The House That Ruth (and Angelo) Built
One point of pride in Angelo’s career was his work on Yankee Stadium’s construction crew as a bricklayer. Yankee Stadium replaced the Polo Grounds as the new home of the New York Yankees in April 1923. The team’s owner, Jacob Ruppert, paid for all of the construction costs, which totaled $2.4 million. It was the first of its kind to be built with three tiers, and it had an original seating capacity of 58,000. The field lasted into the 1970s before major renovations became necessary.
The construction crew broke ground on 5 May 1922, and the team played its opening day of the 1923 season in the new stadium on April 18. A reporter for The Brooklyn Daily Eagle summed up the scene at the ballpark: “The day was bitter cold, which made the size of the crowd all the more remarkable, and rain threatened constantly, but did not break up the game. That was one lucky break. The second lucky break was that Babe Ruth, the $50,000 per year great slugger … made a home run that won the first game in Yankee Stadium.”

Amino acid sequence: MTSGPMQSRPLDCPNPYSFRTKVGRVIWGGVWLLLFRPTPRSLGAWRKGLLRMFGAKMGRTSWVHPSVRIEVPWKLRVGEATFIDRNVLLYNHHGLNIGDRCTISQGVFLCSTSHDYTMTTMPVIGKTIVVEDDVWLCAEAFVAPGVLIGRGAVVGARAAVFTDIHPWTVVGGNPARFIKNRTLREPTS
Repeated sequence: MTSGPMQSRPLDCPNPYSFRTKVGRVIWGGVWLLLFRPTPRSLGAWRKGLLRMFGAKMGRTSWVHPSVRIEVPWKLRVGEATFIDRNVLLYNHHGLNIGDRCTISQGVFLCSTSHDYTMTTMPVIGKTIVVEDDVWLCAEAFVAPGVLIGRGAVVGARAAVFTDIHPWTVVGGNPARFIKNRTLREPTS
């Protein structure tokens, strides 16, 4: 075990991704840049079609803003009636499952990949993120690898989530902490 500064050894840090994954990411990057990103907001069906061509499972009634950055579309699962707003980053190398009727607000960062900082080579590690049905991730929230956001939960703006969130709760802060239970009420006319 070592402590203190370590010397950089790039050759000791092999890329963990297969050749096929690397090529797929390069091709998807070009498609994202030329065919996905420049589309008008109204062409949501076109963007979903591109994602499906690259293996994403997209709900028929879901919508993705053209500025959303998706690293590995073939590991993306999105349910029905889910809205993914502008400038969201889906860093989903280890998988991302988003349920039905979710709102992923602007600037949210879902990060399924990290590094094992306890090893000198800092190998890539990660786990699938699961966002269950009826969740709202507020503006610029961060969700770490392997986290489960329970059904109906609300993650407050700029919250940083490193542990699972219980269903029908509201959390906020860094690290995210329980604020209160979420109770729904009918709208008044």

Ruth’s importance to the team at that time was reflected in Yankee Stadium’s nickname: “The House that Ruth Built.” The Yankees won the 1923 World Series over the crosstown rival, The New York Giants, during their first season at Yankee Stadium. During Babe Ruth’s tenure with the Yankees, the stadium often would be packed over capacity with up to 80,000 spectators.